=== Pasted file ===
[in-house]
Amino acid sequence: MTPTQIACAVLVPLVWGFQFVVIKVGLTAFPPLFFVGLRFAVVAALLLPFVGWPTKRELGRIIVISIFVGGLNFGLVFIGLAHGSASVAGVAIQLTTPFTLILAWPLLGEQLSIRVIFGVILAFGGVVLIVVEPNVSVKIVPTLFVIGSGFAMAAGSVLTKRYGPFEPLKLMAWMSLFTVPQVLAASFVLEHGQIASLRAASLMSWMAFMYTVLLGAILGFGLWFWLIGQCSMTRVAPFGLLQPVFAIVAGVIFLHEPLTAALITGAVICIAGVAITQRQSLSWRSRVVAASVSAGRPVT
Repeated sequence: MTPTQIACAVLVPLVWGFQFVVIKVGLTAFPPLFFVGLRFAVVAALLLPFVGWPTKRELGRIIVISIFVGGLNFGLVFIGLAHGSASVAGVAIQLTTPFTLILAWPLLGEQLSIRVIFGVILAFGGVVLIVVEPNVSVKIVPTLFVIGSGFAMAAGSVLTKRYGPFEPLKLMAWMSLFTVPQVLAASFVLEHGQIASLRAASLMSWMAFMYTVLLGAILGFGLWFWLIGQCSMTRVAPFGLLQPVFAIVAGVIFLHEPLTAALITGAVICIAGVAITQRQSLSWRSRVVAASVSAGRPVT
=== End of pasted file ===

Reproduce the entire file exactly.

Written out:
[in-house]
Amino acid sequence: MTPTQIACAVLVPLVWGFQFVVIKVGLTAFPPLFFVGLRFAVVAALLLPFVGWPTKRELGRIIVISIFVGGLNFGLVFIGLAHGSASVAGVAIQLTTPFTLILAWPLLGEQLSIRVIFGVILAFGGVVLIVVEPNVSVKIVPTLFVIGSGFAMAAGSVLTKRYGPFEPLKLMAWMSLFTVPQVLAASFVLEHGQIASLRAASLMSWMAFMYTVLLGAILGFGLWFWLIGQCSMTRVAPFGLLQPVFAIVAGVIFLHEPLTAALITGAVICIAGVAITQRQSLSWRSRVVAASVSAGRPVT
Repeated sequence: MTPTQIACAVLVPLVWGFQFVVIKVGLTAFPPLFFVGLRFAVVAALLLPFVGWPTKRELGRIIVISIFVGGLNFGLVFIGLAHGSASVAGVAIQLTTPFTLILAWPLLGEQLSIRVIFGVILAFGGVVLIVVEPNVSVKIVPTLFVIGSGFAMAAGSVLTKRYGPFEPLKLMAWMSLFTVPQVLAASFVLEHGQIASLRAASLMSWMAFMYTVLLGAILGFGLWFWLIGQCSMTRVAPFGLLQPVFAIVAGVIFLHEPLTAALITGAVICIAGVAITQRQSLSWRSRVVAASVSAGRPVT